What Causes My Asthma to Flare-Up?

The most common symptoms linked to asthma are wheezing, shortness of breath, a feeling of chest tightness, and coughing. According to the Asthma and Allergy Foundation of America, one in every 13 people in the US has asthma, which is the leading cause of childhood chronic disease.

The severity of asthma symptoms varies depending on the person diagnosed with this chronic respiratory disorder, just as the underlying causes are not the same for every afflicted person.

If you are the parent of a child with symptoms commonly associated with asthma or are experiencing such symptoms yourself, consulting with a physician at Arkansas Allergy and Asthma may help you alleviate asthma symptoms. Our Little Rock and Conway physicians are specialists in treating asthma and allergies in children and adults.

Six Common Asthma Triggers

According to the Centers for Disease Control (CDC), there are six key triggers of asthma symptoms:

  • Exposure to cigarette smoke

  • Cockroach droppings and dust mites

  • Pollutants in the air (e.g., auto exhaust emissions)

  • Mold growing in the home, school, or workplace

  • Pet hair and dander

  • Frequent upper respiratory illnesses (e.g., head colds and flu)

High exposure to an asthma trigger can lead to an exacerbation that can be especially frightening in children. This heightened sense of fear can result in worsened asthma attack symptoms, as well as longer-lasting symptoms.

Three Types of Asthma

Asthma may also be differentiated upon diagnosis into the following three types (per the Mayo Clinic):

  1. Allergy-induced asthma - asthma attack triggered by airborne particles such as tree pollen.

  2. Occupational asthma - asthma attack triggered by exposure to chemical irritants in the workplace.

  3. Exercise-induced asthma - asthma attack triggered by jogging in the cold or damp air.

Our doctor's ability to diagnose and treat both allergies and asthma distinguishes our Little Rock asthma clinic, also our location in Conway, from other Arkansas medical offices. In fact, allergists are specifically trained to diagnose and treat patients who have asthma, allergies, and immunologic diseases.

Genetics and Asthma

Asthma tends to run in families, and the heritable risk for developing this disorder ranges from 25-80 percent. However, an article in the European Clinical Respiratory Journal concluded that asthma is not caused by a single genetic mutation, but rather the interaction of multiple genetic factors with predisposing environmental factors.

Common Asthma Treatments

The following two types of medications are used in treating asthma: quick-relief medications and preventative maintenance medication. For quick relief, people with asthma typically are prescribed an emergency bronchodilator inhaler. These inhalers act quickly, relaxing the lungs' bronchial muscles, causing them to dilate and open wider. An emergency bronchodilator works effectively for short-term relief and can help with acute airway distress. However, a physician's asthma treatment plan is aimed at long-term asthma control.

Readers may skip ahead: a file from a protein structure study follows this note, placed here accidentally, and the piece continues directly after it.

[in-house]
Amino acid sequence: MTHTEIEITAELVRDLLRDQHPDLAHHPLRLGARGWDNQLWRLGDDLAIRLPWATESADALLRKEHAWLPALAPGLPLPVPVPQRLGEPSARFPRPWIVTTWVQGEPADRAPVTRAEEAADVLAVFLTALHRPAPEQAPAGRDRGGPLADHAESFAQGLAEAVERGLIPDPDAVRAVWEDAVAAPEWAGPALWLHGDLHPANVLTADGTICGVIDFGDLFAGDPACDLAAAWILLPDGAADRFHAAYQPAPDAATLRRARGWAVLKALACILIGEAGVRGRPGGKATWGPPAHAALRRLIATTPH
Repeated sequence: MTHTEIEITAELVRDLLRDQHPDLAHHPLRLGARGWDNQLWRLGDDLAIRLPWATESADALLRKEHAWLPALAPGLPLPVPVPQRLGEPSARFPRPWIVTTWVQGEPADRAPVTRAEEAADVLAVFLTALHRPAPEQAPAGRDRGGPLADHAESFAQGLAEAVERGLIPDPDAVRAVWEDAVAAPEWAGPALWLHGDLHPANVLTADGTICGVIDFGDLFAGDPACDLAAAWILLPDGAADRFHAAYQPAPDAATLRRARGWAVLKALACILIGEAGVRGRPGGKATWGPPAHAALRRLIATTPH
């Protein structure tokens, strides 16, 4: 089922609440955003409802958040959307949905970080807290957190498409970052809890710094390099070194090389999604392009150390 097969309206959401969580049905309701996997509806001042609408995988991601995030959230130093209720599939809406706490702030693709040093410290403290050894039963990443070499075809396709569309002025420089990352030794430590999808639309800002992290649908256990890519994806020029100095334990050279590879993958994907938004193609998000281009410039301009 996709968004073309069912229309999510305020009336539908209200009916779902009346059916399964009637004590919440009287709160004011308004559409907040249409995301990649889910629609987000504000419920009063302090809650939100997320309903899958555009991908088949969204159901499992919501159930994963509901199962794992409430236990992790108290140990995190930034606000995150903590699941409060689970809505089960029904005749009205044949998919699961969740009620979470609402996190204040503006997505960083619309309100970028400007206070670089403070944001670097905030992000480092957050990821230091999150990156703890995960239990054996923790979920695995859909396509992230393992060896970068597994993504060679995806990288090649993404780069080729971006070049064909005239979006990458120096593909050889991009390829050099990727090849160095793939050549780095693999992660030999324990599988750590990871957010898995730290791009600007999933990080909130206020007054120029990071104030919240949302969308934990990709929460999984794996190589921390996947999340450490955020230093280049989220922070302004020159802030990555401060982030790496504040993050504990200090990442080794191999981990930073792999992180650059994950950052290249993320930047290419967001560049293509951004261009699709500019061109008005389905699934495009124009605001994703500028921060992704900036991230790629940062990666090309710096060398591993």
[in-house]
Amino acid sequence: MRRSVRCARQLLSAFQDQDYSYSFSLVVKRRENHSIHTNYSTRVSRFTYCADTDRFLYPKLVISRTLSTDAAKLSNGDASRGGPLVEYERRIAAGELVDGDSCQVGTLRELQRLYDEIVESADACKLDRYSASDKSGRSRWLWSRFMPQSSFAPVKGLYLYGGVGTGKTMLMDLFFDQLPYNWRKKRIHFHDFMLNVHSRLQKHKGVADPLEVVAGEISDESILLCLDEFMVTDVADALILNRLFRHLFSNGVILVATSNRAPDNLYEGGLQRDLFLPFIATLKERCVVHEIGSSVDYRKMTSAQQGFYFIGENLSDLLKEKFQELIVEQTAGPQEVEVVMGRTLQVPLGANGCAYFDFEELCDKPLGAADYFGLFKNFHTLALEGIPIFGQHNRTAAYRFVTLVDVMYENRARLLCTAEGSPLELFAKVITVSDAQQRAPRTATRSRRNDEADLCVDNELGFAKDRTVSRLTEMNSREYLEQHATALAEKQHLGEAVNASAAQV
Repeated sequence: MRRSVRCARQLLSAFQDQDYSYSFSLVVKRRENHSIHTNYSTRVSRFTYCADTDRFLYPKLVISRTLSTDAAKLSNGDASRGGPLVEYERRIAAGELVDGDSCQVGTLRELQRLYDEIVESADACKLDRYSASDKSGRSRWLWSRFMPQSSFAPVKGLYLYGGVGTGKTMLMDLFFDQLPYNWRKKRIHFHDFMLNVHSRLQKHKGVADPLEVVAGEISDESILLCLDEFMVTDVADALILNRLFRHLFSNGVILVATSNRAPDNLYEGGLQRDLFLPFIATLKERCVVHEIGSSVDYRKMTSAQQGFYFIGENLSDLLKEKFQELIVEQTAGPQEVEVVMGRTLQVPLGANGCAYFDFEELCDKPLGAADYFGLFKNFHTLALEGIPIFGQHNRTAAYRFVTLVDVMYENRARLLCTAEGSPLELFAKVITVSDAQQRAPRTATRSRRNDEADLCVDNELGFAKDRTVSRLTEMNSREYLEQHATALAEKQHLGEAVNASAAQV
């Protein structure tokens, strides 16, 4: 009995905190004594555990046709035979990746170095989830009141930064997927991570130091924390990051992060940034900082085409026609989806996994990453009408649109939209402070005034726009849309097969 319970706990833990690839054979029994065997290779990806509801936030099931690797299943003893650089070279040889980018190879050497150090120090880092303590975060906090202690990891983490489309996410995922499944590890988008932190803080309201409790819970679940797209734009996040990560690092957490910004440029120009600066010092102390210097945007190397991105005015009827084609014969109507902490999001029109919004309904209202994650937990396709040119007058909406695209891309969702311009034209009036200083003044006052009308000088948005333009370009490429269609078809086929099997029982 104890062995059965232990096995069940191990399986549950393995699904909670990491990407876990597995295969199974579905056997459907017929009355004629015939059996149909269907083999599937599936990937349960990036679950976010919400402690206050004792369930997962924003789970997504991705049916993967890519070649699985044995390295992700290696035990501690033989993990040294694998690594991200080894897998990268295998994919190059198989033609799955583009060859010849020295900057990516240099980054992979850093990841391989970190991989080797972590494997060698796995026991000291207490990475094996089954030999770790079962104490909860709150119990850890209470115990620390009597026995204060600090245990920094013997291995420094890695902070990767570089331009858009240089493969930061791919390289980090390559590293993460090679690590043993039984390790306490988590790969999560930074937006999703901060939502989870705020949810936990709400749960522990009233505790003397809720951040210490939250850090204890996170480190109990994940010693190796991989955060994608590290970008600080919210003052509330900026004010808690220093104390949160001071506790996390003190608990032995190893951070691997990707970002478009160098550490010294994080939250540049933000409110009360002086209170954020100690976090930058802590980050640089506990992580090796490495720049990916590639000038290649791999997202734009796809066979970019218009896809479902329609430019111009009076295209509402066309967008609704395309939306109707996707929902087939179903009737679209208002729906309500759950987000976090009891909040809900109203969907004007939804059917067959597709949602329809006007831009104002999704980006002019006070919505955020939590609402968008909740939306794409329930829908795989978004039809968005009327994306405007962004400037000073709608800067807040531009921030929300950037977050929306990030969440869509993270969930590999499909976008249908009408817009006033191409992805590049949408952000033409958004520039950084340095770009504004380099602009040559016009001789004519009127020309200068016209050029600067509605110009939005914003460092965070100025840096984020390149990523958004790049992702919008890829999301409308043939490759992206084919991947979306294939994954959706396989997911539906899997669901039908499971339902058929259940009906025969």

The most utilized medications for the treatment of asthma aim to reduce airway inflammation, reducing the likelihood of asthma flare-ups. We offer various treatment options, including corticosteroids for short-term inflammation and swelling relief; long-acting beta-agonists, which are slower, longer-lasting forms of bronchodilators; and immunotherapy treatments such as allergy shots. While forming your personalized treatment plan at Arkansas Allergy and Asthma, we can help you decide which treatment option is right for you.

Asthma and Chronic Obstructive Pulmonary Disease (COPD)

Approximately 16 million people in the US have Chronic Obstructive Pulmonary Disease (COPD). COPD is a general term used to describe progressive respiratory disorders like emphysema and chronic bronchitis. Asthma is considered a risk factor for COPD. According to the American Lung Association (ALA), children who have severe asthma are 32 times more likely to develop COPD in adulthood than children with mild asthma symptoms. 

Cigarette Smoke and Asthma

Tobacco smoke exposure is a major cause of asthma symptoms in children and adults. Exposure to first- or second-hand smoke by children with asthma can actually trigger an asthma attack.

Limiting your child's exposure to cigarette smoke is not just beneficial to their health, but can also help preclude the development of COPD. One way to decrease the likelihood of an asthma flare-up in your child is to set up and follow an asthma treatment plan specially developed for your child.

As a resident of the Little Rock or Conway areas, our local asthma clinics make it easy and convenient to adhere to your regular follow-up appointments.

Adult-Onset Asthma Symptoms

When asthma symptoms first appear in people aged 20 and older, this can indicate adult-onset asthma. Allergies trigger at least 30 percent of adults with this form of asthma, and it most often afflicts adults aged 40 and older. (Frequent upper respiratory illnesses are also considered a likely cause of this form of asthma.)

The doctors at Arkansas Allergy and Asthma in Little Rock and Conway are well-trained to recognize asthma attack symptoms and to determine the appropriate course of treatment – regardless of the age at asthma onset. Make an appointment today to get started on creating a customized treatment plan to help you live a healthy, happy life.

LITTLE ROCK (501) 227-5210

CONWAY (501) 329-0237

 

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ACAAI and the AAAAI.